I just finished reading The Language of New Media by Lev Manovich. Three things I can say about this book. One is that it's written like a textbook and is very, very dry. If you're not serious about New Media pieces, I would skip this book. Two, there's a lot of philosophy of new media culture here that is much broader than simply talking about art on computer and film (there's actually a lot about film chat here). This book is about how these tools (databases, navigable space, computer collage) change our thinking, just as media changes have always tweaked our view of the world. And three, no other book has ever given me more ideas about digital projects than this one. It was slow going, but it was really crunchy food for thought.
And predictably, after finishing the book I was inspired to experiment with a slew of new media, e-lit poems: https://www.marymccray.com/audio-clips.html.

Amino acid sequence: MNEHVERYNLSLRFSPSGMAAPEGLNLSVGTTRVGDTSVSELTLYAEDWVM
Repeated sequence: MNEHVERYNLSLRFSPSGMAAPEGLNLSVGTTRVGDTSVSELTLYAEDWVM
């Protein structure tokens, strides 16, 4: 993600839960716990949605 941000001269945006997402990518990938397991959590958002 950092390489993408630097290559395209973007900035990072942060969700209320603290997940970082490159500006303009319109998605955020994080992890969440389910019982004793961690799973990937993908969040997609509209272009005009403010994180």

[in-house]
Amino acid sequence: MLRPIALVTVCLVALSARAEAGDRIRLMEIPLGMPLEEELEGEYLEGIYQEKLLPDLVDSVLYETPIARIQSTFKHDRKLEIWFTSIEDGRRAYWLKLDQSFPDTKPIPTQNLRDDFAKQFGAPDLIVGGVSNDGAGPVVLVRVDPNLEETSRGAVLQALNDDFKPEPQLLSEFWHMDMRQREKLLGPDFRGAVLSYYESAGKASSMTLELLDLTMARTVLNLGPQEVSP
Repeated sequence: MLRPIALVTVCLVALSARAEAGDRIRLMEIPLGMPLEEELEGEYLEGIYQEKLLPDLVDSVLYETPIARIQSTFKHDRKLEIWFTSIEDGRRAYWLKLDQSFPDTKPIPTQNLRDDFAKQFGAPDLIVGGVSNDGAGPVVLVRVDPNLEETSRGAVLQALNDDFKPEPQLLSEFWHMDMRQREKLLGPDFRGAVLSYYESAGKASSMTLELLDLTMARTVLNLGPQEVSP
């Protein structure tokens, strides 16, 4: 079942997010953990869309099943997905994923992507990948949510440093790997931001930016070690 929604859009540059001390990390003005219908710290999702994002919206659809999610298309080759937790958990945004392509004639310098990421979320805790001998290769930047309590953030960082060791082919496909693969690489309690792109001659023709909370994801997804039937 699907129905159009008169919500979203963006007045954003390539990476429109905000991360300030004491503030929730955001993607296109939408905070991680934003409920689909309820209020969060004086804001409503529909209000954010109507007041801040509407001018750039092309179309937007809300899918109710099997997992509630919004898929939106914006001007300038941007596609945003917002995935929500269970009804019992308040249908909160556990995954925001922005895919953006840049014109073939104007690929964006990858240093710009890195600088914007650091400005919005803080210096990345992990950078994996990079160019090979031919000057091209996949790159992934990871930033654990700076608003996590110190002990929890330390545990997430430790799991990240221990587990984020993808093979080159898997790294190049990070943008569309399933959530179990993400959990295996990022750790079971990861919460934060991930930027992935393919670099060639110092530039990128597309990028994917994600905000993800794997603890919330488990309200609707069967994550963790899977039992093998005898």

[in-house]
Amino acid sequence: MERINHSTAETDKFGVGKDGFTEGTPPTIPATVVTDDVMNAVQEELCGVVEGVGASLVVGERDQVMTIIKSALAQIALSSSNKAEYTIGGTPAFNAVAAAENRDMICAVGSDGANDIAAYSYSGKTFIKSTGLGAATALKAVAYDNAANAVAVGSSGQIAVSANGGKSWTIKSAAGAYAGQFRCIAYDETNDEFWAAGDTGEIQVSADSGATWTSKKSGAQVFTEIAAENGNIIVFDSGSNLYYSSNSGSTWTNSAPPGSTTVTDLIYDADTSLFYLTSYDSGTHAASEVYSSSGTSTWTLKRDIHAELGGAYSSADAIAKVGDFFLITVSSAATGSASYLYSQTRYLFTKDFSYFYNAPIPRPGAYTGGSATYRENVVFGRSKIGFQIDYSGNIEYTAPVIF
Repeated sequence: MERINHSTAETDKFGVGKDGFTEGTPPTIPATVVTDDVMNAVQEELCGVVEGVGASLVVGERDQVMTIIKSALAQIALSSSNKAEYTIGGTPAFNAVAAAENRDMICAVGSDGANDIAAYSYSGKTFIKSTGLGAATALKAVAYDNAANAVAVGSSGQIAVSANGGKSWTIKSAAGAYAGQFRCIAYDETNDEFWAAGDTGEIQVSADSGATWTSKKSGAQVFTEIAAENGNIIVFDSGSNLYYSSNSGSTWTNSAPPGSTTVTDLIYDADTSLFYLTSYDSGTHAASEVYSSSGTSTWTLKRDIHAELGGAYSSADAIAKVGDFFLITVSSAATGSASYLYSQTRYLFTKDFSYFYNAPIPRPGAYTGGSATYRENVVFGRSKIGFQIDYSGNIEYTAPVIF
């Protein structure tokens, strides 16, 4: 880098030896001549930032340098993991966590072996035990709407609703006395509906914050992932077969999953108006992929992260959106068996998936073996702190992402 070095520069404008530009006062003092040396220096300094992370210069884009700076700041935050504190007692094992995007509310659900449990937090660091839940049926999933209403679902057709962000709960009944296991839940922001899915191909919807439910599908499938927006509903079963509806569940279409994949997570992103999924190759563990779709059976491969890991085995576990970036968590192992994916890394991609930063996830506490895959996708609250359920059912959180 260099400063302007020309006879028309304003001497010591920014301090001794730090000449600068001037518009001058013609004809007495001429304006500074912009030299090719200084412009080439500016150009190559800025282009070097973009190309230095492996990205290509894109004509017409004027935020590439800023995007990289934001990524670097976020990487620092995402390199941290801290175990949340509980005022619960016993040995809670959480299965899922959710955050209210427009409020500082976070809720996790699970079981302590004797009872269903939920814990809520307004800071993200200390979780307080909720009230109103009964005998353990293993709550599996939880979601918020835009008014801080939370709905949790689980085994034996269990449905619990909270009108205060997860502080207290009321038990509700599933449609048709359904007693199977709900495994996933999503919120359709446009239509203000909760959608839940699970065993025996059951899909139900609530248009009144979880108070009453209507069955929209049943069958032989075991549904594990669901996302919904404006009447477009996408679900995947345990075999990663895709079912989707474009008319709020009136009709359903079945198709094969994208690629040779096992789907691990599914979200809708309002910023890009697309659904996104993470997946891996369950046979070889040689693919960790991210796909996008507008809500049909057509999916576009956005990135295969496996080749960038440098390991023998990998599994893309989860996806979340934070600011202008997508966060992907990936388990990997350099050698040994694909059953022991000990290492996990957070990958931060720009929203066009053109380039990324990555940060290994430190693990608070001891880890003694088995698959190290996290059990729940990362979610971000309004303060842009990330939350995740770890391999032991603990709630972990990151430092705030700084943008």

One goal of mine was to give my e-lit projects some higher emotional content. My slim surveys (to-date) around the e-lit landscape have shown me lots of cool projects that use language as mostly raw material in order to experiment with the new technologies. Not many artists have gone beyond post-modernist and modernist kinds of intellectual experiments around language to use poetry in a more traditional way but still incorporating new media platforms. That's not entirely true, but for the most part.
This is a question I'm always asking: what affordances (or attributes) about a book or an HTML page help serve the poem better than without those affordances? The same with e-lit stories. How does the platform serve the story or poem? And if it doesn't, it's not an integral part of the poem or story. It's just an alternate-delivery device.
So, there are really three things I was interested in: using (1) crafted sentence (versus randomly generated material) with (2) emotional content (vs. content with ironic distance or an intellectual message) in play with (3) new media platforms (HTML, Forms, PowerPoint, Graphs/Images, etc.).
And all that equals e-lit love poems, doesn't it? Of course it does.